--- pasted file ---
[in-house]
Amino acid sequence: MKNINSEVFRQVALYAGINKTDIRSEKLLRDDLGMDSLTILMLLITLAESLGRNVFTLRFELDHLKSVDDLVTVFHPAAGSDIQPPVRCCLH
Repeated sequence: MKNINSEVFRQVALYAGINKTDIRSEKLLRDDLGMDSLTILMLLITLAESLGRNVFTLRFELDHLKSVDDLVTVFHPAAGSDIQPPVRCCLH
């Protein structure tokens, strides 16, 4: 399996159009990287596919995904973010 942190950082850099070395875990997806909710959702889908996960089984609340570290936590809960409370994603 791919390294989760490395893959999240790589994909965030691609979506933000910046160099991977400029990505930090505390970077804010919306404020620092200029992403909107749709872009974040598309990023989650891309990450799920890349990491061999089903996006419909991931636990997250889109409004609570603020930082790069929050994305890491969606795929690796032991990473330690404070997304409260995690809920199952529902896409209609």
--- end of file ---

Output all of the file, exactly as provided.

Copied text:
[in-house]
Amino acid sequence: MKNINSEVFRQVALYAGINKTDIRSEKLLRDDLGMDSLTILMLLITLAESLGRNVFTLRFELDHLKSVDDLVTVFHPAAGSDIQPPVRCCLH
Repeated sequence: MKNINSEVFRQVALYAGINKTDIRSEKLLRDDLGMDSLTILMLLITLAESLGRNVFTLRFELDHLKSVDDLVTVFHPAAGSDIQPPVRCCLH
């Protein structure tokens, strides 16, 4: 399996159009990287596919995904973010 942190950082850099070395875990997806909710959702889908996960089984609340570290936590809960409370994603 791919390294989760490395893959999240790589994909965030691609979506933000910046160099991977400029990505930090505390970077804010919306404020620092200029992403909107749709872009974040598309990023989650891309990450799920890349990491061999089903996006419909991931636990997250889109409004609570603020930082790069929050994305890491969606795929690796032991990473330690404070997304409260995690809920199952529902896409209609």